An 18-year-old immigrant is helping in the fight to end childhood hunger in America

Since Donald Trump entered the White House in late January, immigration has become an almost-daily hot bed topic as he seeks a hard line on immigration reform, instilling fear in many.

But, without immigrants, would America really be great again?

 Marvin Delcid, an 18-year-old who currently lives in Bladensburg, MD., is proof that behind the scenes, many who came to the U.S for a better life are really making a difference.

At the age of 13, Marvin arrived in the United States from El Salvador, after rejoining his mother whom he had not seen for 10 years.

 “My family came here for a better future, escaping war,” Marvin explains. “We came from a place where there was nothing to eat.”

Marvin and his family

Appreciative of the fact he now can eat, Marvin volunteers at Capital Area Food Bank,  is involved in two separate urban gardening programs in DC, and heads the recycling and gardening clubs at his school.

His passion, what he is hungry for, is environmentalism and sustainable agriculture. Today he volunteers at community gardens and dreams of someday working for the USDA, making a better world by promoting sustainable agriculture. He is a smart and an intelligent student.

He is also part of the “What Are You Hungry For?” new initiative led by No Kid Hungry,

This initiative tells the stories of just a tiny handful of those kids, who even though they might struggle with hunger; they are certainly not defined by it.

No Kid Hungry’s new initiative lets kids across America show us what they are #hungryfor. Kids will be posting videos and pictures to Instagram and Twitter with the hashtag #hungryfor showing us what they do, and they could win $100 to fuel what they are #hungryfor.

 Millions of kids struggle with hunger in the United States, and that keeps them from focusing on what they’re really hungry for. Generation No Kid Hungry brings together young people from across the country to make sure kids never have to worry about having enough to eat. Because everyone deserves the chance to do what matters most to them.

Marvin explains how he became part of the project: “My involvement at the Latin American Youth Center opened the door for me to share my story with kids like me through No Kid Hungry’s “What Are You Hungry For” campaign. As I follow my dreams, I want my peers to do the same. Access to healthy food gives young people the fuel they need to pursue their passions, dream bigger, and achieve their goals.”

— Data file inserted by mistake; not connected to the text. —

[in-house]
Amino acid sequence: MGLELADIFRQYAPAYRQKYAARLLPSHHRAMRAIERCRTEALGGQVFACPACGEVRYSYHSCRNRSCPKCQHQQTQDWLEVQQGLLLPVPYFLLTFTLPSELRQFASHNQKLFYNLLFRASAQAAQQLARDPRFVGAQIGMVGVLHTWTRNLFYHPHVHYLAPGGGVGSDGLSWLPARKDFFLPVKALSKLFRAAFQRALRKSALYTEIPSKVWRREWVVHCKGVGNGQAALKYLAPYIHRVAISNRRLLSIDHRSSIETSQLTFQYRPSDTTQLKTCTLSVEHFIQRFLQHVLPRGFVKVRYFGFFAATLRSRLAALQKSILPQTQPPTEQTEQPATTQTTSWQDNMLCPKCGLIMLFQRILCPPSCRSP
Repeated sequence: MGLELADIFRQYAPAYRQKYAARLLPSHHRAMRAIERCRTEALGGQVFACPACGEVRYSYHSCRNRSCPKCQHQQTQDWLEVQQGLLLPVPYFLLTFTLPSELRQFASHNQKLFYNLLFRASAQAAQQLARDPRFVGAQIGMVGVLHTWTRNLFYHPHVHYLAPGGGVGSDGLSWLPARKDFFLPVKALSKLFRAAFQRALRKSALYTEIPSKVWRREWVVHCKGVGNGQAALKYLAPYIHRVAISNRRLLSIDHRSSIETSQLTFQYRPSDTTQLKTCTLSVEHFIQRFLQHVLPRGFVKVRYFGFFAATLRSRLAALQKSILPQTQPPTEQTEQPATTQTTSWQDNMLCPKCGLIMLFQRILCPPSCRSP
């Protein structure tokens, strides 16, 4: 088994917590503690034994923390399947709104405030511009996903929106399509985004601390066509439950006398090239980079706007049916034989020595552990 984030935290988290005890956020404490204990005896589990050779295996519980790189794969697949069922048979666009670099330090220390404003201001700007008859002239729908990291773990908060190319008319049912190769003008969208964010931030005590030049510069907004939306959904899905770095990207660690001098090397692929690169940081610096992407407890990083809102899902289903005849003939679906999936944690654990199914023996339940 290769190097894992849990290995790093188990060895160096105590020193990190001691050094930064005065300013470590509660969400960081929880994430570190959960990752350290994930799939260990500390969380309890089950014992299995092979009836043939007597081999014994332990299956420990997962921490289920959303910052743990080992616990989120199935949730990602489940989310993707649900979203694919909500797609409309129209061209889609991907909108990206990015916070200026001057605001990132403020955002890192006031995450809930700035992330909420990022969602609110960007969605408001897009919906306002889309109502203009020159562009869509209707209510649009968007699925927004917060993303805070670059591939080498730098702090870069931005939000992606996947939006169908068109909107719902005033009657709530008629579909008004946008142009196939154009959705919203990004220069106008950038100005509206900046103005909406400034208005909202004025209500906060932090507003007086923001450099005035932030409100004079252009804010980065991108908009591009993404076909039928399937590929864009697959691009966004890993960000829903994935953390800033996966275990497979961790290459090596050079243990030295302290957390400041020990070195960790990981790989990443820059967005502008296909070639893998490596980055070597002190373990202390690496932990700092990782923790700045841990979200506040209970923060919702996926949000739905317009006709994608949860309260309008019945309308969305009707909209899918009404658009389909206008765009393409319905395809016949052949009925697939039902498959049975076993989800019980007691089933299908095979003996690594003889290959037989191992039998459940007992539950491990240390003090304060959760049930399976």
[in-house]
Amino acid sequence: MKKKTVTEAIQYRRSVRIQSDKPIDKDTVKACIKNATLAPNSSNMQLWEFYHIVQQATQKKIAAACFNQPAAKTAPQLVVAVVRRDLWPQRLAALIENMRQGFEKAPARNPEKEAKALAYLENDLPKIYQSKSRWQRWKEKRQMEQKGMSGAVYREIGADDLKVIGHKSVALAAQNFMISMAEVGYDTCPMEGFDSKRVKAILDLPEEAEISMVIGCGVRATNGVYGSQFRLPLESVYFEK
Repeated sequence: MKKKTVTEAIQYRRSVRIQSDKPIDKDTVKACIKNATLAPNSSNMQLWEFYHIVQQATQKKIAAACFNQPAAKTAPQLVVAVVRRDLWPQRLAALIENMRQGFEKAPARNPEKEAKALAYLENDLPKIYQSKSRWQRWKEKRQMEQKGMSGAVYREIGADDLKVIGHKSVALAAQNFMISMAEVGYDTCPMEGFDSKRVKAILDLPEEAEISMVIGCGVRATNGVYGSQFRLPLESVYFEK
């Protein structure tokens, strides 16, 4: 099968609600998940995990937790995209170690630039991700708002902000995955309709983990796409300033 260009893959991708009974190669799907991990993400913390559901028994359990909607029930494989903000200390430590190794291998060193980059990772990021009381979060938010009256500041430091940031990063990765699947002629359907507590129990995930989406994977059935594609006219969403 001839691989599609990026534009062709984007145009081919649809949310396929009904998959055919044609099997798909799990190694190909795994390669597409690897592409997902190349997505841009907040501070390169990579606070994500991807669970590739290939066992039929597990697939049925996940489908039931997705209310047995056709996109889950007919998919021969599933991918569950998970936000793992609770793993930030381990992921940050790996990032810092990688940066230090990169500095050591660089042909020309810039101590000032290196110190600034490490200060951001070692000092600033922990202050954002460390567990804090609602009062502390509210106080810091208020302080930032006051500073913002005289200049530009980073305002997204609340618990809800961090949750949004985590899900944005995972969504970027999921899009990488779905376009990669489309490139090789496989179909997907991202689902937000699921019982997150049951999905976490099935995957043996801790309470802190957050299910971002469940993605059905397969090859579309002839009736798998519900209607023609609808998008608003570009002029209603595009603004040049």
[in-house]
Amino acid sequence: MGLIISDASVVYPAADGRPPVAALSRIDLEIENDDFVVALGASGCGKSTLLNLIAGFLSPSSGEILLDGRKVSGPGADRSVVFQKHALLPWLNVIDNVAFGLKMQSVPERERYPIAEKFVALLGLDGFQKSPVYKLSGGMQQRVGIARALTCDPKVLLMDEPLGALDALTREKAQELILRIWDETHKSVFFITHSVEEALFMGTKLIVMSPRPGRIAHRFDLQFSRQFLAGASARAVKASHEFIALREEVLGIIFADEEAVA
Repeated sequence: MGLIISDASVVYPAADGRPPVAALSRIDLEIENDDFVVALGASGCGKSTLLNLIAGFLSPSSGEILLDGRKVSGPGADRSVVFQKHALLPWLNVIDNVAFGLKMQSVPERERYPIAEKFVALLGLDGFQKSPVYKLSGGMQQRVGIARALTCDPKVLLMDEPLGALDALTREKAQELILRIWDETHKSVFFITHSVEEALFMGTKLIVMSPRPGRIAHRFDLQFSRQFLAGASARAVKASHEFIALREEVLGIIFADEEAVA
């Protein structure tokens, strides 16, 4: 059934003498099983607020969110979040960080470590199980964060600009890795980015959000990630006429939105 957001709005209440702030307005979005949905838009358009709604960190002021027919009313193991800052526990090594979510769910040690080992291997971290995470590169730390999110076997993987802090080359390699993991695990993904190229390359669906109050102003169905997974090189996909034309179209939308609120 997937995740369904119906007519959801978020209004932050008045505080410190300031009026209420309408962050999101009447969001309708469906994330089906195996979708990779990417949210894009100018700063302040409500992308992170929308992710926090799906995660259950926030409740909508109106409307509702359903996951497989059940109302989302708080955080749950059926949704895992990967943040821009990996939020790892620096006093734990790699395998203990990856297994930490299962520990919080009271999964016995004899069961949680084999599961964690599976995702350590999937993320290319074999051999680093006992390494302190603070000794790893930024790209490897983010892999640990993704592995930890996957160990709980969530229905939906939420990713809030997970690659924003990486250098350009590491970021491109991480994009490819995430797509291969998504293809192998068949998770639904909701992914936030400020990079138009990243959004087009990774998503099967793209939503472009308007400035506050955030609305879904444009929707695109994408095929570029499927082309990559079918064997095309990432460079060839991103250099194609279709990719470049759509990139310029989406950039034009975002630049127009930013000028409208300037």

As to what he is hungry for, he says: “I’m hungry for a healthy planet, where everyone is able to have access to healthy resources such as vegetables, fruits, and clean water. I want to see the world without hunger or thirst. Finally, I want to see the world hungry for justice.”

“My hopes and dreams are to help every single person that needs resources, by working with the US Department of Agriculture,” he says. “I get more excited every time I have the opportunity to teach kids and teens how important is the environment to us.”


Marvin says the people he admires are ones that are fighting for a better world.

“I think that every person in the world who is fighting for justice, they are truly special people,” he explains. “For the people fighting against hunger in the United States and around the world, that shows a special kind of kindness and hope. We need more people like that.”

And what does Kindness and Hope mean to him?

“Kindness & Hope to me is having a better world to live in, where everyone is equal, has access to resources, and takes responsibility for protecting the environment,” he says.

Here is a video that tells a little bit more about the No Kid Hungry’s “What Are You Hungry For”  initiative:

To learn more about the project, click HERE and to donate to No Kid Hungry, click HERE. For just $10, you can connect a child with up to 100 meals.


Article by melissa

Melissa Myers is a trained journalist, working in London and New York. She worked for all of the national newspapers in the U.K. as a celebrity journalist and was News Director of In Touch magazine in the U.S. In 2017, she decided to focus on making a difference in the world and launched her website When she is not publishing real-life stories that seek to inspire those facing adversity, she is feeding 100 homeless people weekly on the West Side of L.A. and helps find rescue animals a home. Melissa also builds websites for a variety of clientele and runs social media campaigns for non-profits. When she isn't surfing, she spends time with her own little rescue pup, Peanut